Problem Solving

When All You Have is a Hammer

As soon as you wake up, your brain goes to work on problem solving. If you don’t believe me, think back to this morning or even to this very moment. As you’re reading this, how many problems have presented themselves and how many times has your brain rushed off into solutions? What problems are rolling around in your head right now? What is your brain saying in response to these problems? The problem could be as simple as getting to the end of reading this in hopes of finding the answer to the question: how do I solve my problems? However, it’s likely that your brain has a number of other problems to check off its list. The problem of happiness, perhaps. Or feeling better. Or getting the laundry done. Or walking the dog. There could be sound coming from another room: what is it? And why is the brightness on the screen so harsh? How can it be fixed? How can all of it be fixed?

All of this can be a lot to consider but that’s what the brain does. Neither good nor bad, the brain has many functions. One of its primary functions is to keep you safe. All things considered, if you’re here reading this, then it’s done its job thus far. Through many generations, the problem solving brains of ancestors led to you. In a more primitive world, ancestors needed to problem solve lest they become prey of a creature more cunning like a bear or a rival group of ancestors.

In the modern world, though dangers still exist, we are far less likely to fall prey to a larger predator. We no longer spend entire days searching for food to stave off starvation and protecting against imminent physical harm. However, the brain persists in this problem solving. It’s still on the lookout for threats and as time goes on, more and more can be categorized as problems to be solved, threats to be neutralized. Patterns set in the more we label one thing as a threat versus another, sure of what our brains are telling us and reacting in kind.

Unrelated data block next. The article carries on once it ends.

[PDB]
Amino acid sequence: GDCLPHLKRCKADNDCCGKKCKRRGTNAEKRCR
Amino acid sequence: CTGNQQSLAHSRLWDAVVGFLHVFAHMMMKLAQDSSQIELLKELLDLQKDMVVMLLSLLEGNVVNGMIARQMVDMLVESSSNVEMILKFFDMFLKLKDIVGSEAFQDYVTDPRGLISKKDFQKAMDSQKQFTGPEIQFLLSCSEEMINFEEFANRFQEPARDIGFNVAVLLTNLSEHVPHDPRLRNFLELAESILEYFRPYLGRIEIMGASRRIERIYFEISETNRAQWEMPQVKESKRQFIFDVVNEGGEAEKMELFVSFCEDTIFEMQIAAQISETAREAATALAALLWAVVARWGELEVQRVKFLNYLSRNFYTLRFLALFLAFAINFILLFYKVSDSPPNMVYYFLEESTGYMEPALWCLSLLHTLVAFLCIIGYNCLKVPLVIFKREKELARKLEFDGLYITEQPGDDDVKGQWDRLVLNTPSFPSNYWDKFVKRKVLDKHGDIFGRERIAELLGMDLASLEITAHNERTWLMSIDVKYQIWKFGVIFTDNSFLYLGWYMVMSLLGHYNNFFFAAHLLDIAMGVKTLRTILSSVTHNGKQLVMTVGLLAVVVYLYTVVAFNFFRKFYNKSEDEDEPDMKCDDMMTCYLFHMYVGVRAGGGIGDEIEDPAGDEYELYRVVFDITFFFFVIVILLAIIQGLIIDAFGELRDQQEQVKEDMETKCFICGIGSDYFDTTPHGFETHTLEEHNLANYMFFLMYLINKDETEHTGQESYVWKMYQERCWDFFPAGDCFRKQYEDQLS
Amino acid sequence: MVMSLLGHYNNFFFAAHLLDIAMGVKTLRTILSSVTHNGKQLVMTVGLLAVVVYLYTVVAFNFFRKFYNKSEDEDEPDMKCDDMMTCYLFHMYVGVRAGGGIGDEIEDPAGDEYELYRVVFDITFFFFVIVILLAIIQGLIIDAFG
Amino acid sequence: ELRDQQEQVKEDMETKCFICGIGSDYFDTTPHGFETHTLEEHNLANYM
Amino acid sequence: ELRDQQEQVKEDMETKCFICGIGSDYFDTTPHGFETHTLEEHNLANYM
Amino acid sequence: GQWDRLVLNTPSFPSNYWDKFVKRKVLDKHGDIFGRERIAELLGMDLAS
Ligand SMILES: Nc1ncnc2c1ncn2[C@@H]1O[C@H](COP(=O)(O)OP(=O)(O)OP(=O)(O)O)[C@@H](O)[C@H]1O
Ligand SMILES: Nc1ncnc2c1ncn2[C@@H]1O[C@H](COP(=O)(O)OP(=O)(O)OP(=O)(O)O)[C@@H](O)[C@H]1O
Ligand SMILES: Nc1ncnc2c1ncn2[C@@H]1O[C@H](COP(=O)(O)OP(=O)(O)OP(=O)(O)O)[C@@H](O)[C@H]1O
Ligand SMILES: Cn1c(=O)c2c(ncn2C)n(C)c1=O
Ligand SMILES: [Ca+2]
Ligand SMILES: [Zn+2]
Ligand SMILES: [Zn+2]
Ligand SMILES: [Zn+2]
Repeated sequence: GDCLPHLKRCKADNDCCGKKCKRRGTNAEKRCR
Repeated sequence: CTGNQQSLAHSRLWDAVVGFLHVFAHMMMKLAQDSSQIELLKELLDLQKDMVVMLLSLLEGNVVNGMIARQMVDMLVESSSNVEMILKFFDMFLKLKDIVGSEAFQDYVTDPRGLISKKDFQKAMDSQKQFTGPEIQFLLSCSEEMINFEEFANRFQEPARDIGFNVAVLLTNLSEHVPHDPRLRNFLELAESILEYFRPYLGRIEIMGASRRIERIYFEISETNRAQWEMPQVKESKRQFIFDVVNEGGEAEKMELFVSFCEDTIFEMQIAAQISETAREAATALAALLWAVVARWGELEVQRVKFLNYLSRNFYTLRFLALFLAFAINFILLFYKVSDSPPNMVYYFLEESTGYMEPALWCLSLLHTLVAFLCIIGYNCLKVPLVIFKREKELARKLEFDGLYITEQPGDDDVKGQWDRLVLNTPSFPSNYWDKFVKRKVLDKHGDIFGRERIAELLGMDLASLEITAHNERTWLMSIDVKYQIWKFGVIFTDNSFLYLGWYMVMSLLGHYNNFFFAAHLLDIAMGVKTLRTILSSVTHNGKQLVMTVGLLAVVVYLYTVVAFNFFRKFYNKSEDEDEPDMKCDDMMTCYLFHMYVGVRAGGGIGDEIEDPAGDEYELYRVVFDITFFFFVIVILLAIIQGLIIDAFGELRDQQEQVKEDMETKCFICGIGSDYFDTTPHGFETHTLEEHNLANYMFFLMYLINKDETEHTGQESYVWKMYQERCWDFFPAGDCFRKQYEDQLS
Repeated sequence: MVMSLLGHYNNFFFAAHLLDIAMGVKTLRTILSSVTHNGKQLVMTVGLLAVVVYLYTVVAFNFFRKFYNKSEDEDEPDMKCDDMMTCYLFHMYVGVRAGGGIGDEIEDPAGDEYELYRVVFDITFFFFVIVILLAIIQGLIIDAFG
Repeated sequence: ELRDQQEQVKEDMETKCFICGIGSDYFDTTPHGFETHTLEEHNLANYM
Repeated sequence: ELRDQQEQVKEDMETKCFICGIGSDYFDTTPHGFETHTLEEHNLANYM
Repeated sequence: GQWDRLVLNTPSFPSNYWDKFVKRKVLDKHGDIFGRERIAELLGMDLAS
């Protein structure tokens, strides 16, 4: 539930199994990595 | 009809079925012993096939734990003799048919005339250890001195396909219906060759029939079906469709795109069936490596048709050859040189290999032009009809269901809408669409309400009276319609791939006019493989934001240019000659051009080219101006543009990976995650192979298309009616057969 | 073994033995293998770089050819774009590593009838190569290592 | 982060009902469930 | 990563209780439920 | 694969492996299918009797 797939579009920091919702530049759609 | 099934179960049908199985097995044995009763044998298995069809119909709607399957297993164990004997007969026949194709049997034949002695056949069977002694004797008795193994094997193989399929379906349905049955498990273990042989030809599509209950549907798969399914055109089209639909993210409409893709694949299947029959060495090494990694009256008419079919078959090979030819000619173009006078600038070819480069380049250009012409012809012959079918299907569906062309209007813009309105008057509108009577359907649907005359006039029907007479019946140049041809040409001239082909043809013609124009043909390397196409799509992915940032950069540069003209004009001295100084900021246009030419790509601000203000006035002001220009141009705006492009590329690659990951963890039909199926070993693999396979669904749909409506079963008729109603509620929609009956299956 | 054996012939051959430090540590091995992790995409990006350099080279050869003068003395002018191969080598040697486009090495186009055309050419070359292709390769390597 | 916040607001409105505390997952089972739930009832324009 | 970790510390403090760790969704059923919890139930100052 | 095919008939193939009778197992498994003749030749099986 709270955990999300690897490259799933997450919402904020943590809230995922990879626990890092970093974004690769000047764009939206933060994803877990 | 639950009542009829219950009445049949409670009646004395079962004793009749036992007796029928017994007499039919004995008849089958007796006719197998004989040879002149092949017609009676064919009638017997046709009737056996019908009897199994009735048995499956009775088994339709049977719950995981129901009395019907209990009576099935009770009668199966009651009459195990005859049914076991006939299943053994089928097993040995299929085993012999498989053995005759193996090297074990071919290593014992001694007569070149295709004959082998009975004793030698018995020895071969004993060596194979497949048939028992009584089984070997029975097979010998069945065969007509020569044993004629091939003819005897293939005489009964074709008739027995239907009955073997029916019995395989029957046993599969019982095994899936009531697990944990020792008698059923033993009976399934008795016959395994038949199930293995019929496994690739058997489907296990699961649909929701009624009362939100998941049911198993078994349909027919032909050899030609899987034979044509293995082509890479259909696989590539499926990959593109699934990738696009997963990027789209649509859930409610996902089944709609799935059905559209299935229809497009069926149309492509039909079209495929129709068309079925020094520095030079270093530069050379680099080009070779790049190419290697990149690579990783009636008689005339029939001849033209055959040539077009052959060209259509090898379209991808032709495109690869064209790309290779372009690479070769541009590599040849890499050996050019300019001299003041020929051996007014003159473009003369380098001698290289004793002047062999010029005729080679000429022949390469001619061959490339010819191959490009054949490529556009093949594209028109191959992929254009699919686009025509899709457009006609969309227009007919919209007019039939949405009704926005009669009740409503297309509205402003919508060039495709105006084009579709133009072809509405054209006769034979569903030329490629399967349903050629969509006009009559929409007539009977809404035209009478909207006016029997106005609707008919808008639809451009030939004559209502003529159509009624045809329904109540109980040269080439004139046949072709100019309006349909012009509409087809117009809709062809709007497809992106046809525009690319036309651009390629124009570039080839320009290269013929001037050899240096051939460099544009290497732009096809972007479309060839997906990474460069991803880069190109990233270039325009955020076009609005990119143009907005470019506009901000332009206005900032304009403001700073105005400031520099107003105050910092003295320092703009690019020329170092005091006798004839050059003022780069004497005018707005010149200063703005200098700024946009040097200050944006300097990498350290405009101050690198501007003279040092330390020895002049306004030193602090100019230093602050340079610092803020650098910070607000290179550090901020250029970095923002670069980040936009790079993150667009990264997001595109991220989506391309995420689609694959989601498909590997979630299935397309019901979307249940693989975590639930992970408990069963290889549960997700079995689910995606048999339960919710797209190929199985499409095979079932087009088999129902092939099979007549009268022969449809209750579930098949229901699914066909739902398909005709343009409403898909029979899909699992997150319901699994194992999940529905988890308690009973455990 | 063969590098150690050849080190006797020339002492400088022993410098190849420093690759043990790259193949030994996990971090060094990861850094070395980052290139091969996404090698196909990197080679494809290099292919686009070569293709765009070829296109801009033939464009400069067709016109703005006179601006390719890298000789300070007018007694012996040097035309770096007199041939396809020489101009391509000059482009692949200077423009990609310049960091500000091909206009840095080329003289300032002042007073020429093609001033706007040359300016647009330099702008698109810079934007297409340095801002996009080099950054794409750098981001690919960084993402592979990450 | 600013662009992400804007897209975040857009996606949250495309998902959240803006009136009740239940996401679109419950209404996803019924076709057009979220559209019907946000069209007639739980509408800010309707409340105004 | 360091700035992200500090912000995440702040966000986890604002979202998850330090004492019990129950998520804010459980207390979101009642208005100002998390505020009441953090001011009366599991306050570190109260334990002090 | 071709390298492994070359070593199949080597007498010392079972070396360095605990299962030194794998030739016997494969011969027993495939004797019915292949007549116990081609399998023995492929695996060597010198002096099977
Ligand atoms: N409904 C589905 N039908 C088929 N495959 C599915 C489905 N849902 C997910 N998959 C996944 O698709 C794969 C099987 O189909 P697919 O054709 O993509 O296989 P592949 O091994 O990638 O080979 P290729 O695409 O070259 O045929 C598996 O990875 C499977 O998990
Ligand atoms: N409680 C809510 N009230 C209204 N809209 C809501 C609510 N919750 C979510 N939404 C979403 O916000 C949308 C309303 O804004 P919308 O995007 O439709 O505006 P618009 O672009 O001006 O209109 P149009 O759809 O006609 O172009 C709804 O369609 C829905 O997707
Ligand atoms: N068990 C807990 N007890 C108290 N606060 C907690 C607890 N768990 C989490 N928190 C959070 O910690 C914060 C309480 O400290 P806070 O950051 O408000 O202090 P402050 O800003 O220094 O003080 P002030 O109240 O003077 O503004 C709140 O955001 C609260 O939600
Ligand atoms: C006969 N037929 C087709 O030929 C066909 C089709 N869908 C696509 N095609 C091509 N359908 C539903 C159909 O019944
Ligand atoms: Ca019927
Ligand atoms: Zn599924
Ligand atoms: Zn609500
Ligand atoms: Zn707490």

Autocorrect in Action

Think up another problem occurring in your life right now. An every day, small problem, like your morning commute. Got your problem? Great.

What’s the first solution that comes to mind? Keep it simple. In the example of your commute, it’s likely your usual route. The one that is tried and true and gets you where you want to go. Our brains have a tendency to move towards what they know, whether your commute is from bed to desk or from one town to another. This can occur in a number of settings, like when someone thinks they know what you’re going to say before you do (or vice versa). Or thinking you know how a situation will play out before it does. Or thinking that pile of clothes in the dark is actually something far more sinister.

The more threat involved, the more narrowing the focus and the more the brain defaults to safety mode. When something is deemed a problem, the brain rushes to solve it. It will zero in and determine the fastest path from point A to point B. However, the truth of the matter is that despite what our brains tell us, they don’t always know best. If there’s suddenly construction on your commute, would you continue to take the same path or would you try something different?